So, when planning for the future, you must consider inflation and the effect it may have on your goals.

2. Real wages of employees: Many people dislike inflation because they feel it makes it easier for the government, employers, financial institutions, and others to deceive them. One of the most important things about inflation is that the confusion caused by price changes enables people to play tricks on employees, at their expense.” Thus, some employers may “forget” to raise their employees’ wages as much as inflation thereby giving them a real pay cut. There is evidence that people do get fooled, at least initially, about their real wages. People seem to base their sense of satisfaction on nominal earnings rather than real earnings.

3. Paying higher taxes:  Inflation creates other opportunities for sophisticated institutions to unfairly take advantage of the average individual, in many people’s minds. Inflation can increase the complexity of evaluating financial assets, from CDs and insurance policies to stocks and bonds. This shifts the distribution of power in the financial marketplace to the more sophisticated and knowledgeable actors to the detriment of the average person, in this view. Thus, the government might “forget” to change the tax brackets after an inflationary episode, so the average person would end up paying higher taxes

4. Distorting investments:  Economists tend to emphasize that inflation can do economic damage by distorting investment and consumption decisions. Distortions results from households’ and businesses’ uncertainty about inflation’s future course. When inflation is stable, people are more likely to have roughly the same anticipation of its future level. When inflation is highly volatile, however, people have different guesses. Most turn out to be wrong. Inadvertently, some end up winners and other losers.

Inflation and its impact on the common man in india
Inflation is above 9% mark from last year. This has hit budgets of salaried middle class in the country. Inflation has hit the common man in so many ways, as follows;     ·

  • Purchasing power of the rupee falls- a  Rs.  50 note, which could use to buy a kilogram of rice, will now fetch only half a kilogram ·
  • Commodity wholesaler dealers, such as rice dealers’ at mandis, may try and hoard essential commodities like food grains on hopes of reaping profits when prices increase further on dwindling supplies ·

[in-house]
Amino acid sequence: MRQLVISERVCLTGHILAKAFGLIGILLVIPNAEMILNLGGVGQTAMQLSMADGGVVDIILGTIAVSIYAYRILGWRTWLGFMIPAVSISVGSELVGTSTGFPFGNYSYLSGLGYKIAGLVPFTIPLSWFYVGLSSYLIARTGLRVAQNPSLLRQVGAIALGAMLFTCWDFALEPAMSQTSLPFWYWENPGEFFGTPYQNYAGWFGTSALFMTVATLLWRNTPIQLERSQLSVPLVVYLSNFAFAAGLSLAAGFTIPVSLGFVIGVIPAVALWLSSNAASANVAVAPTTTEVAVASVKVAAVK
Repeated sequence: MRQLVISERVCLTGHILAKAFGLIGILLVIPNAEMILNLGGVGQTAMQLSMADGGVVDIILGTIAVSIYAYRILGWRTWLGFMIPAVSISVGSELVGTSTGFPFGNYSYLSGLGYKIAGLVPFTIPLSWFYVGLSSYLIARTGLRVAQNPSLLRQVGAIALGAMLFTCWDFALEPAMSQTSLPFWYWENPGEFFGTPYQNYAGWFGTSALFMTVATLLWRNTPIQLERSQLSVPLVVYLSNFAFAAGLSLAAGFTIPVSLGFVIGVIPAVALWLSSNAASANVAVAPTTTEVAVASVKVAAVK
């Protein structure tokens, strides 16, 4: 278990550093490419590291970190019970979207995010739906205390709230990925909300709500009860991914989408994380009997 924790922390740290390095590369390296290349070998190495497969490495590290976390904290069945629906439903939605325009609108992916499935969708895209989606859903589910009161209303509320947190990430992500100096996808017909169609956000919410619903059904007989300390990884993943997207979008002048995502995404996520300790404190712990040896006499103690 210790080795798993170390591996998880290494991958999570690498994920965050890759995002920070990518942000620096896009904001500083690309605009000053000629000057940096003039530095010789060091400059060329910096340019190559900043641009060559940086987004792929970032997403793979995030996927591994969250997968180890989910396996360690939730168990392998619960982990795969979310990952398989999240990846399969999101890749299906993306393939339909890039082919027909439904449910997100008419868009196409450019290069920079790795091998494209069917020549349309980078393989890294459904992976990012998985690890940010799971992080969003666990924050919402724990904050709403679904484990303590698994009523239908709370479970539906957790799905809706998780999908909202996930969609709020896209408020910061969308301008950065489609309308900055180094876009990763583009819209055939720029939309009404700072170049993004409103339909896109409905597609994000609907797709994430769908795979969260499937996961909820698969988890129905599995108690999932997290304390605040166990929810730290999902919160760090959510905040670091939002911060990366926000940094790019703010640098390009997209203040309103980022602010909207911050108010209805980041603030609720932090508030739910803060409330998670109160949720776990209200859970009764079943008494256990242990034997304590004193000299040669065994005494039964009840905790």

• Fixed income groups will be hit the hardest because their salaries will not be revised to include the cost of living even as prices of items soar ·
  • Household as well as national savings drop because there is less money to save now as people use a greater part of their disposable income to pay for daily-use commodities ·
  • Retail investors owning stocks of inflation-sensitive companies such as automobiles are likely to see the stock prices fall on low sales as people prefer to not spend money on “luxury” items, sticking instead to the “necessities ·
  • Food and dairy products which are of daily use are rising above 12%. For a middle class person it constitutes about 30-40% of his monthly spends. Such an impact leave him very less money for other activities. ·
  • Impact on EMI-With inflation being on high almost all banks have increased rates by 1-2% on existing borrowers of  home loan. As home loans are mostly taken at floating rates most customers have to pay more emi per month from last 1-2 years.
  • Petrol Prices-The Petrol or diesel prices have been increased so many times this year that travel or commuting budget has increased for most of the middle class. ·
  • Credit Card  usage- As customers are short of cash, more customers are using credit cards and getting into a debt trap. To pay these  card dues they then take personal loan if the shortfall becomes higher thus one more EMI to pay.
Measures to control inflation:
1. Monetary policy: It is the most important tool for maintaining low inflation.  Increased interest rates will help reduce the growth of Aggregate Demand in the economy. The slower growth will then lead to lower inflation. Higher interest rates reduce consumer spending Increased interest rates increase the cost of borrowing, discouraging consumers from borrowing and spending.

2. Supply side policies: Supply side policies aim to increase long term competitiveness and productivity.. Therefore, in the long run supply side policies can help reduce inflationary pressures.

3. Fiscal Policy: this is another demand side policy, similar in effect to Monetary Policy. To reduce inflationary pressures the government can increase tax and reduce government spending. This will reduce AD.

4. Exchange Rate Policy: It was felt that by keeping the value of the pound high, it would help reduce inflationary pressures.

5. Wage Control: Wage growth is a key factor in determining inflation. If wages increase quickly it will cause high inflation. In the 1970s, there was a brief attempt at wage controls which tried to limit wage growth. However, it was effectively dropped because it was difficult to widely enforce.